1. Trapper_John says:

    Interesting as always. I worked in Decision Analysis for a period of time, where we would distinguish between normative and descriptive decision-making (what SHOULD a firm do vs. what DOES a firm do). Assigning a word like “should” is relatively easy for a company because firms, for the most part, espouse their values in terms of returns for shareholders. In that light, rational/irrational can be objectively defined, albeit with some debate over long-term vs. short-term.

    For individuals, this is not the case. Understanding what a person finds important in any particular instance (which is typically more than just one thing) is incredibly difficult. One of my mentor’s favorite sayings was, “Assessing values is hard; the rest is just math.” Any outside assessment that ascribes rational or irrational to a person’s actions inherently imposes a value framework onto that individual.

    Progressives and Conservatives alike are guilty of this. Progressives tend to couch this in terms of you not doing what they “know” is best for you (not eating fast food, buying health insurance). Conservatives don’t care what your values are, they just don’t want you to do certain things that don’t jive with their values (be gay, do drugs, have an abortion).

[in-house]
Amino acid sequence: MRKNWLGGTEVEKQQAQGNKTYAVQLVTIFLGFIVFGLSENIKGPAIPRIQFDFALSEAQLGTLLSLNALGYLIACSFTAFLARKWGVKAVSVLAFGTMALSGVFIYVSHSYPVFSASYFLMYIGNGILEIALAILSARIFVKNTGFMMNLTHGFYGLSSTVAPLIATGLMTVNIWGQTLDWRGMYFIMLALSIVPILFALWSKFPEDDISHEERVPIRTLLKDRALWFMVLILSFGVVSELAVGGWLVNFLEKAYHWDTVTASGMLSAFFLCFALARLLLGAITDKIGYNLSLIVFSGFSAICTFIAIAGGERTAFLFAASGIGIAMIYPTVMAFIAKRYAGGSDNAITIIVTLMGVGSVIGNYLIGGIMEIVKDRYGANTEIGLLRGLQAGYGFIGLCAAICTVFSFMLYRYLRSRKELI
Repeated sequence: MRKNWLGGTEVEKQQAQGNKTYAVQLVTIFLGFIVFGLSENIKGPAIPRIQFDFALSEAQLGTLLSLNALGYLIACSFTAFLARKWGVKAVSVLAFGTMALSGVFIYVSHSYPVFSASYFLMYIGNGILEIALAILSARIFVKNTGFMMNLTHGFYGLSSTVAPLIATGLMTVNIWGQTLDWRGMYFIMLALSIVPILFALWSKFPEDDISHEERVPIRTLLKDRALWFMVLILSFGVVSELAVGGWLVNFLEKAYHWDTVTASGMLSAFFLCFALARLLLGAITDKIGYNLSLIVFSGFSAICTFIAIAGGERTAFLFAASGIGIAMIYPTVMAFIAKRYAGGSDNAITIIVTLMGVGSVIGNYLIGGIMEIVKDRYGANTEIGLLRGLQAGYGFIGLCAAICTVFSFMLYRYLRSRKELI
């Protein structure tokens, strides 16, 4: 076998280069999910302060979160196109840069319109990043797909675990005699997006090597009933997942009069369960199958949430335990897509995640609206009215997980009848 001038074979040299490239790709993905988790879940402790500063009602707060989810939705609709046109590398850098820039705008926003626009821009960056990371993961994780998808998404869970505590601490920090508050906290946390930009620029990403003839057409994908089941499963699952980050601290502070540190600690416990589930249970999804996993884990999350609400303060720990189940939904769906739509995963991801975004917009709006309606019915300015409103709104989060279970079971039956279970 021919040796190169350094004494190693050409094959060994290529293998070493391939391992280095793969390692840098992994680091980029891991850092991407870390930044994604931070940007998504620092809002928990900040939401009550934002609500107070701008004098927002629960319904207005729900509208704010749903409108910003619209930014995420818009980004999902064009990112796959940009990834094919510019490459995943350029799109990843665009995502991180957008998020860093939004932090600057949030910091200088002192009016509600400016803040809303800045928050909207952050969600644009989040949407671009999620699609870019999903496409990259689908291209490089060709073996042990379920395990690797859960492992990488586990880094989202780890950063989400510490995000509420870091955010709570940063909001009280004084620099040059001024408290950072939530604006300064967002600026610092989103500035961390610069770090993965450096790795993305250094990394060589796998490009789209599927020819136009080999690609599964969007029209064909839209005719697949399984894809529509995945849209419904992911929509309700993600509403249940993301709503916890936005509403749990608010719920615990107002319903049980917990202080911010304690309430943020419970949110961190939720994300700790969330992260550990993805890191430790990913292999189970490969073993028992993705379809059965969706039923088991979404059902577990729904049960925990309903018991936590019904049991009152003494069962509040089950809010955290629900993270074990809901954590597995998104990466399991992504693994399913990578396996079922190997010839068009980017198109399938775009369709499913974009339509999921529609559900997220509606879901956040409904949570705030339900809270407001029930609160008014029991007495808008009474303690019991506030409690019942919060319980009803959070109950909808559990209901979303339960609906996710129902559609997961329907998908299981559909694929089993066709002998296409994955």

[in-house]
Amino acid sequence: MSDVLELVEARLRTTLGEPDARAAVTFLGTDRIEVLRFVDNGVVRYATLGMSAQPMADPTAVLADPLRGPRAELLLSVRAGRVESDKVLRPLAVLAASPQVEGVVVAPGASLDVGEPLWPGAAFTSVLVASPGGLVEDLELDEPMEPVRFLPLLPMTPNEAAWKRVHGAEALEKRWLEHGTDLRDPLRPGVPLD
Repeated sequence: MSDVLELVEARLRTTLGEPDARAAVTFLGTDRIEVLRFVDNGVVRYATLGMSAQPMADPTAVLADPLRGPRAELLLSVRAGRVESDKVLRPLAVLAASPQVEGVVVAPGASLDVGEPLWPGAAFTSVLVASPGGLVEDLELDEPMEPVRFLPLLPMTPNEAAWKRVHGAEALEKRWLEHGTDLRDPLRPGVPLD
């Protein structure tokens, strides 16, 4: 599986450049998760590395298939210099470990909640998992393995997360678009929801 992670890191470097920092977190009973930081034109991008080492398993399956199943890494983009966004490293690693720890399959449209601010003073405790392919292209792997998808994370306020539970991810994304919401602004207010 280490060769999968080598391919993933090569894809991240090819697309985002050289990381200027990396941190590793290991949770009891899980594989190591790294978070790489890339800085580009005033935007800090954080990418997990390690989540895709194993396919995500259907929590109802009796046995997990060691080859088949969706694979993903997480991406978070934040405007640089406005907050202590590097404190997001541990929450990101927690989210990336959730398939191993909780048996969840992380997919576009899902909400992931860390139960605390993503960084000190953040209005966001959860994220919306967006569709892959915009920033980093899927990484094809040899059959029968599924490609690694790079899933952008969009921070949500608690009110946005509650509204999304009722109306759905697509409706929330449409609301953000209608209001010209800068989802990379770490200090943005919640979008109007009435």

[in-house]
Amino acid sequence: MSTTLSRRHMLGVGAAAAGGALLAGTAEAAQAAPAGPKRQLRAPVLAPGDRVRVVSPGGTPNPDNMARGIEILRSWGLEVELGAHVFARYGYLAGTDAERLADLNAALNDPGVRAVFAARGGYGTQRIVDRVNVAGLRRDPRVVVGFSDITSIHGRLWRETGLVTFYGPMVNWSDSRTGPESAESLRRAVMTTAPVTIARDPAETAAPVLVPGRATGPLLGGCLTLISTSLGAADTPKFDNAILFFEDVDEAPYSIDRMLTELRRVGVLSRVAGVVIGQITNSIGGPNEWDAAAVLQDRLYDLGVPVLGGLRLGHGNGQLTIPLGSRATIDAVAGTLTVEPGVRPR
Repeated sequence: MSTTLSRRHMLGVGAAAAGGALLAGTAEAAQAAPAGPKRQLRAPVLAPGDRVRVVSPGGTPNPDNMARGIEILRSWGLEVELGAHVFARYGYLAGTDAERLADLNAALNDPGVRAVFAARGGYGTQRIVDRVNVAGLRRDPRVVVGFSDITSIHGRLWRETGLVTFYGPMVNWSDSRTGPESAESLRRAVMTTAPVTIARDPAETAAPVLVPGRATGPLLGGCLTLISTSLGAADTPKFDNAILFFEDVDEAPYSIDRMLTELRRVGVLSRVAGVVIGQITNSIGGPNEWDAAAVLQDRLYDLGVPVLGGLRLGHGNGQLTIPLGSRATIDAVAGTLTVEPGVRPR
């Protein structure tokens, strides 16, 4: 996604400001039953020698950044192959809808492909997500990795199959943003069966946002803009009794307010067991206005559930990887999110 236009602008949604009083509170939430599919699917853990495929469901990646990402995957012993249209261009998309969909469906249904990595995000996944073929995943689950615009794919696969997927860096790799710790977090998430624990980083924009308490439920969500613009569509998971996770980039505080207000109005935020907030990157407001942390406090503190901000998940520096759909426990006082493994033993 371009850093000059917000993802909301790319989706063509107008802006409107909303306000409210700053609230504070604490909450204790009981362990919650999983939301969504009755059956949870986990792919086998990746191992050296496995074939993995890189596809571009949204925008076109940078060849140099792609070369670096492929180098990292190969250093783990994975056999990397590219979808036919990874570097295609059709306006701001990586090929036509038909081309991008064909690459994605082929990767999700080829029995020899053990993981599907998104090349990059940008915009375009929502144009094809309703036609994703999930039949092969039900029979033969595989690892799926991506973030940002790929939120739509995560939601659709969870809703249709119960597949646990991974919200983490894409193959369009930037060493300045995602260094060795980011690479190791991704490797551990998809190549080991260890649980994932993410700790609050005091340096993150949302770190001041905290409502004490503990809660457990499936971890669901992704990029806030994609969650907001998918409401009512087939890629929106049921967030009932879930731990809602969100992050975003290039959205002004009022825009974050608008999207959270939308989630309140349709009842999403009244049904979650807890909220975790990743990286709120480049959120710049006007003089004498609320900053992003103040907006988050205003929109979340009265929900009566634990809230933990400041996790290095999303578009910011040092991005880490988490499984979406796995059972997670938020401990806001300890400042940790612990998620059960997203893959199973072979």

2. Rod says:

    Financial planners tend to encourage people to defer income instead of taking the tax hit now, presumably because in the future, when you are retired, your marginal tax rate will be lower than it is in your salad days. Us conservatives tend to take that advice with a grain of salt. Is government going to be smaller or larger in the not-too-distant future, and will there be fewer or more demands on taxpayers to foot the bill?

    Of course, if large deficits are here to stay, maybe it makes sense to borrow as much as you can at three percent and pay it back with inflated dollars?

    Which reminds me — maybe I’ll buy a few more cartons of Marlboros and keep them around as a more portable medium of exchange than a wheelbarrow full of Federal Reserve Notes.

  3. Harry says:

    Trapper, let’s not be loose in charging others with motives, thereby begging the question.

    Wintercow referred to saving rates. It does not surprise me a bit today that people with cash are indifferent to buying a Jumbo CD at the bank, yielding less than one percent. I think a lot of people are waiting for the crowd to run for the door.